Friday, February 25, 2011

It's no hanging matter, it's no capital crime

It's almost offensive. Not almost. It is. To even post to this blog now is brash. It's like Axl Rose reappearing after  10 ten years of dormancy and expecting people to take him seriously. I strongly considered closing this site down. People that read blogs like pictures. Pictures and stories. I've had neither for months. Important events have occurred. But nothing that warrants sitting down and writing a descriptive story. I'm not making excuses. It is what is it is. In the end, I decided that my story-telling days aren't over yet. I've just to go out and create some new stories. They'll come. With no thrilling stories to tell, or snazzy pictures to accompany them, you're left with only my spry commentary. You lucky so and so.

I didn't make it to the Big Day Out Festival in Auckland. It was on a Friday and we were way too busy at work that week to try to take the days off I would need to get up there. I didn't miss it much either. But I did buy my East Coast Blues and Roots festival ticket. I've also got my plane ticket and lodging teed up too. This is the little 5 day festival in Byron Bay, Australia that I wrote about a while back. I put my "Blues fest wish list" down in a previous post. Well the lineup has been released and it is nothing short of spectacular. Only three variations of acts from my fantasy lineup made it: Robert Randolph, Derek Trucks and Susan Tedeschi Band (I had Derek Trucks Band) and the Funky Meters (I had Porter Batiste Stolz). But the quality of the lineup more than makes up for the lack of my wishes being granted.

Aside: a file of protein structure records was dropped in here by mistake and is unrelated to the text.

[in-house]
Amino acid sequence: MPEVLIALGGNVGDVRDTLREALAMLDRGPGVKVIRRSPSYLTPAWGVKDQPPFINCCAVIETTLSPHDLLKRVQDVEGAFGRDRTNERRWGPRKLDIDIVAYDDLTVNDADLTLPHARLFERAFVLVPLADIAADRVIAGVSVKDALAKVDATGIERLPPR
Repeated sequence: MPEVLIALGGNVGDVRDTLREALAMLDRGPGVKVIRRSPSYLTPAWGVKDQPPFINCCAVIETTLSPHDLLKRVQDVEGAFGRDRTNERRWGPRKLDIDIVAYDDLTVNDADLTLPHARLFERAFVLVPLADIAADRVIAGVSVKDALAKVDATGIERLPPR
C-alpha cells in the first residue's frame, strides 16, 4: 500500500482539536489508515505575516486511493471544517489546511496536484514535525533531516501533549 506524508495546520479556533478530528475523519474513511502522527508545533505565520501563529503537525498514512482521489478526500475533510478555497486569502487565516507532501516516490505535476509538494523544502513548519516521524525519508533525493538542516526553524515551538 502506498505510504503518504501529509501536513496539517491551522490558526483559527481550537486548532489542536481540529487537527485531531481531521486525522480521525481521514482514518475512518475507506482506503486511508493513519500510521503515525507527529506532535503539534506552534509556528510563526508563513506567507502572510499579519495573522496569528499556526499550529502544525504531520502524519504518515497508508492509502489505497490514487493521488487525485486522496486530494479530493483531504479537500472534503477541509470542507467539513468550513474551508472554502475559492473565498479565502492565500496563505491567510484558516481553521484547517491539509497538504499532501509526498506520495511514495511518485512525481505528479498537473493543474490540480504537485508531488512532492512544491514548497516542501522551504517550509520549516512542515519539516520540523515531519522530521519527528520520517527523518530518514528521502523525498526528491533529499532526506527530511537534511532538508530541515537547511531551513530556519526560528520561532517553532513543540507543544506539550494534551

There's a really nice blend of ingredients bubbling up in this gumbo. First, you've got a nice handful of bonified guitar slingers in BB King, Billy Gibbons, Robert Randolph, Derek Trucks, Rodrigo Sanchez and Charlie Sexton (Dylan's band). There's more "living legends" parading this festival than any other I've ever attended: Bob Dylan, Leon Russell, George Clinton, Aaron and Art Neville, George Porter Jr., Elvis Costello, Toots Hibbert, Peter Rowan and Tony Joe White. Of course, no outdoor music festival would be complete without a solid representation of New Orleans acts: the Funky Meters, Trombone Shorty, Irma Thomas and Mavis Staples. While most of the big names on this lineup enjoyed their mainstream success in previous decades, this is no senior citizens show. New "hip" acts like Wolfmother, Fistful of Mercy, Australian indie hero Xavier Rudd, John Legend (not a fan), Imogen Heap and Eli "Paperboy" Reed make the festival fresh and important. But where this lineup's true value lies is in the old-but-not-forgotten category. Most festivals back home would have filled out the rest of bill with electronic or dance driven acts, and maybe even a few full blown pop singers. Bluesfest opted out of this to bring in bands like Jethro Tull, Los Lobos, The Indigo Girls, Little Feat and the Blind Boys of Alabama. You won't hear any tunes from these guys on Casey's Top 40, but that doesn't mean their shows won't be incredible. I really hope Jethro Tull sounds as good live as they do on record. And then of course you've got Ben Harper and the blah blah blah and Michael Franti and whatever who play so many damn festivals you're actually bored my seeing their name in print. Of course I'm being cynical as I've seen both of these guys rock crowds of 50,000 plus, but to me they are way overexposed. I read something great about Franti on an ACL message board a few years back. The quote went something like this: A Michael Franti show is an anomaly, there are some songs that will make you want to booty dance with the drunk cougar on your left, and others that will make you want to punch the lip syncing 12 year old on your right in the face in between his twitter posts....." I know how you feel brother.